19 children, 2 teachers killed in shooting at Texas school

Southwest

(NewsNation) — Devastation struck a tight-knit Texas town Tuesday, after a shooter unleashed gunfire inside an elementary school. The Texas Department of Public Safety confirmed that 19 children, two teachers and the gunman have died in the rampage. Several others are injured, including a Border Patrol agent, following the deadliest shooting at a grade school since Sandy Hook almost a decade ago.

Investigators say 18-year-old Salvador Ramos entered the Robb Elementary School in Uvalde, Texas, wearing body armor and carrying a rifle. The Texas Department of Safety says he fired shots indiscriminately inside the school. According to the agency, Ramos returned fire once law enforcement went into the school. A Border Patrol agent working close by ran into the school without waiting for backup and shot and killed the gunman, according to a law enforcement official speaking to the Associated Press on the condition of anonymity.

Questions still remain about a potential motive for the tragedy. But according to Texas state Sen. Roland Gutierrez, Ramos had hinted on social media an attack could be coming and that the shooter “suggested the kids watch out.” Gutierrez said before going to the elementary school, Ramos killed his grandmother with two rifles he bought on his birthday.

“That was the first thing he did on his 18th birthday,” Gutierrez said.

As authorities try to piece together what happened and lift clues from the scene, they insist Ramos acted alone and no other suspects are being sought at this time.

Uvalde is about 85 miles west of San Antonio. The small Texas town is home to about 16,000 people where “everyone knows each other.” Robb Elementary School has about 600 students enrolled in second, third and fourth grades.

As of 7 p.m., some families were still searching for their children, independent journalist Ali Bradley said on “NewsNation Prime.” Some families have gathered at the civic center while awaiting information.

Lt. Chris Olivarez with the Texas Department of Public Safety told NewsNation at around 9:15 p.m. that authorities are still trying to find and inform parents.

“We are constantly updating that. That is a priority right now to identify those families as well, try to reunite them with their children and also to identify those that are deceased,” Olivarez said.

In wake of the tragedy, the school superintendent ended the school year two days early and said his heart is broken. He added that grief counseling will be made available to the community Wednesday at the civic center.

Zinna Aguilera calls the Robb Elementary area “home” and could have never imagined something as horrific as this would happen there.

“I come from a family of 13 and we all attended Robb Elementary,” Aguilera said. “I grew up a block from the school, we all walked to school everyday. I’ve now lived across the street for 32 years, my grandchildren, my daughters went there anyone you can imagine that lives around this neighborhood has come to Robb.” Later adding, “Never in my world would I imagine this would happen across from my house.”

In shock and disbelief, Hugo Avila waited for a phone call as his cousin was taken back to surgery. His cousin has worked as a teacher at Robb Elementary for years, but Tuesday she was shot in the stomach.

“This whole thing is crazy. It’s hard to process it. I’m just glad she’s OK. I feel for everyone who wasn’t so fortunate,” Avila, who attended Robb Elementary himself, said.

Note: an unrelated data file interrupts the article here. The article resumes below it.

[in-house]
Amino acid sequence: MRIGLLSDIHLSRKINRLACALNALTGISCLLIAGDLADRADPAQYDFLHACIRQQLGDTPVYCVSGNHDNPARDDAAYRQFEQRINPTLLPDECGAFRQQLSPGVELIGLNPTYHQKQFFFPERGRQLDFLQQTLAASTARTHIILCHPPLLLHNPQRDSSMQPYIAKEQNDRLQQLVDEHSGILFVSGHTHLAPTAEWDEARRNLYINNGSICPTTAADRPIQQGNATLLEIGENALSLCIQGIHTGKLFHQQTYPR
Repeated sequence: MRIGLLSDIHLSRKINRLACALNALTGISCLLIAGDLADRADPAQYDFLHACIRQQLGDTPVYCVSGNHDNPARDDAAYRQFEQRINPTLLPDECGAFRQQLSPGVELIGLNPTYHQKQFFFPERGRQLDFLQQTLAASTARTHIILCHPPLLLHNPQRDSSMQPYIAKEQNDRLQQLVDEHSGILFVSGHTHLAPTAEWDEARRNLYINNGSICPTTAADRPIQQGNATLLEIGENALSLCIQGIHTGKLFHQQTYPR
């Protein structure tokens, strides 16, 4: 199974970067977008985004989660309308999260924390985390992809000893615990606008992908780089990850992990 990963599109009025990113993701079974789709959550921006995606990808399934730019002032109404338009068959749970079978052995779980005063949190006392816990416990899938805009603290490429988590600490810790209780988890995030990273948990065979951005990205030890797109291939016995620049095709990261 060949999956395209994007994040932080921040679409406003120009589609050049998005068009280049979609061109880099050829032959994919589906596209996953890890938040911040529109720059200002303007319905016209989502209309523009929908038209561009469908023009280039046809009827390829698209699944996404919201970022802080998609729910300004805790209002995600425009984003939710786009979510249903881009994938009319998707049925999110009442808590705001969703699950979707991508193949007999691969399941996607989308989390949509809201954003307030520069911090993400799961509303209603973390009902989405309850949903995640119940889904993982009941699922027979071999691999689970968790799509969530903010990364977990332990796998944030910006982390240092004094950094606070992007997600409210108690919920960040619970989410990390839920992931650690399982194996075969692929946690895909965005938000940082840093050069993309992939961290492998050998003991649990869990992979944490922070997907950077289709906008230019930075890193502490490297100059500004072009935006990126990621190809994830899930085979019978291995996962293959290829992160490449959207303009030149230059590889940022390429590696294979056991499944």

“It’s crazy to think that someone would do that in such a small community,” Avila added. “I can’t fathom what the community is going through.”

After returning from a trip to Asia, President Joe Biden addressed the nation about the shooting, turning to his faith and asking for prayers for all involved.

“Another massacre. Uvalde, Texas. An elementary school. Beautiful, innocent, second, third, fourth graders. How many scores of little children who witnessed what happened, see their friends die, as if they’re in a battlefield for God’s sake. They’ll live with it for the rest of their lives,” President Biden said.

“The parents who will never see their child again. Never have them jump in bed and cuddle with them. Parents who will never be the same. To lose a child is like having a piece of your soul ripped away. There’s a hollowness in your chest …. It’s never quite the same,” Biden continued.

While showing compassion for those directly impacted by the shooting, Biden also firmly called for action and questioned: “As a nation, we have to ask when in God’s name are we going to stand up to the gun lobby? When in God’s name are we going to do what needs to be done?”

According to the president, there have been more than 900 incidents of gunfire reported on school grounds since the Sandy Hook shooting.

U.S. Sen. Chris Murphy, whose jurisdiction includes Newton, Connecticut, where the Sandy Hook shooting happened, made a plea for change on the Senate floor after hearing of the Uvalde shooting.

“Why are you here if not to solve a problem as existential as this?” Murphy said to fellow lawmakers. “This isn’t inevitable. These kids weren’t ‘unlucky.’ This only happens in our country and nowhere else. Nowhere else do little kids go to school thinking that they might be shot that day.”

Vice President Kamala Harris echoed the sentiment, saying, “Enough is enough.”

Meanwhile, Gov. Abbott is urging Texans to come together.

“Texans are grieving for the victims of this senseless crime & for the community of Uvalde,” Governor Abbott said. “Cecilia & I mourn this horrific loss & urge all Texans to come together.”

Local hospitals encouraged people looking for ways to help to consider donating blood. Find more information here.

The Associated Press contributed to this report.

This story is developing and will be updated. Refresh for updates.

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